Virtual Child Case Study

1342 Words 6 Pages
(1) At 8 months, my baby, Melody, was a slow to warm up baby. Like Chess and Thomas’s description of the slow to warm up temperament, she was less physically active in comparison to others her age, could be temperamental, and showed low mood intensity (Santrock, 2015, p.172). Continuing to 12 months, Melody began to get easier. She seemed to have negative moods only when there was a specific reason for them and had increased her physical activity. Though she started off as difficult, she became easier, a characteristic of slow to warm up babies (V. Rajan, PS200 lecture, Fall 2016). Though there were little to no signs, the Virtual Child Program pointed out that compared to other babies, Melody was not as physically active. While this is a sign …show more content…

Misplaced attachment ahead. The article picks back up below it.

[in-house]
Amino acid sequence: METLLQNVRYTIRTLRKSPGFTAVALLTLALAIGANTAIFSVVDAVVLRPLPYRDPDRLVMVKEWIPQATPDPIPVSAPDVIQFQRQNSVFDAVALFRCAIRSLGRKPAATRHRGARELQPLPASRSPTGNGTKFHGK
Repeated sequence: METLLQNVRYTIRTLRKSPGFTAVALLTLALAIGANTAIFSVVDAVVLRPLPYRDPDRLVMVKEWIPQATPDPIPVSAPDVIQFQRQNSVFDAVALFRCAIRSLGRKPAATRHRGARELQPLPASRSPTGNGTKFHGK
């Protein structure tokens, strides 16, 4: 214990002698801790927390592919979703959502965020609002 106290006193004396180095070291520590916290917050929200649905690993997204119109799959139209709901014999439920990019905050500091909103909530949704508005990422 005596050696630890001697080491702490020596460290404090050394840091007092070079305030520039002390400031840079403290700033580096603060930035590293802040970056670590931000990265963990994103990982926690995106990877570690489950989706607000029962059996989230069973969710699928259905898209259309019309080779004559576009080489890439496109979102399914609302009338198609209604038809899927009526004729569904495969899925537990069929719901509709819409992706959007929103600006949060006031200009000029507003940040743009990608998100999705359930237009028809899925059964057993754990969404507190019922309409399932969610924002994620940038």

I believe that she will learn more by being able to explore and follow her interest than force her into what I may believe is the “perfect” child. I find that my own view points of the development of an infant follows Piaget’s Constructivist Theory where children are seen as “little scientists,” or active learners (V. Rajan, PS200 lecture, Fall 2016). Another principle that impacted my decisions was neuroscience, specifically synaptic pruning. Experiences shape which synaptic connections stay or are eliminated (V. Rajan, PS200 lecture, Fall 2016). I wanted to open Melody to as many experiences as possible to increase the number of synaptic connections that she kept, which may help her later in life as well. Though today’s society may not require attachment to physically survive, John Bowlby’s Attachment Theory still is applicable (V. Rajan, PS200 lecture, Fall 2016). It may not result in either life or death, but it may equate to survival, or success, in society. Mary Ainsworth furthered this theory with her study The Strange Situation (V. Rajan, PS200 lecture, Fall 2016). In the study, it is found that the children who do the most exploring are those who are securely attached. It is only with secure babies where the caregiver is used as a safety buffer during their exploring; many insecurely attached babies may never leave the caregiver’s side (Santrock, 2015, p.181-182). I wanted to create a secure attachment to give Melody a sense of safety no matter what she was doing. Overall, I just wanted to create as many opportunities as I could for her while maintaining a safety net on which she could always

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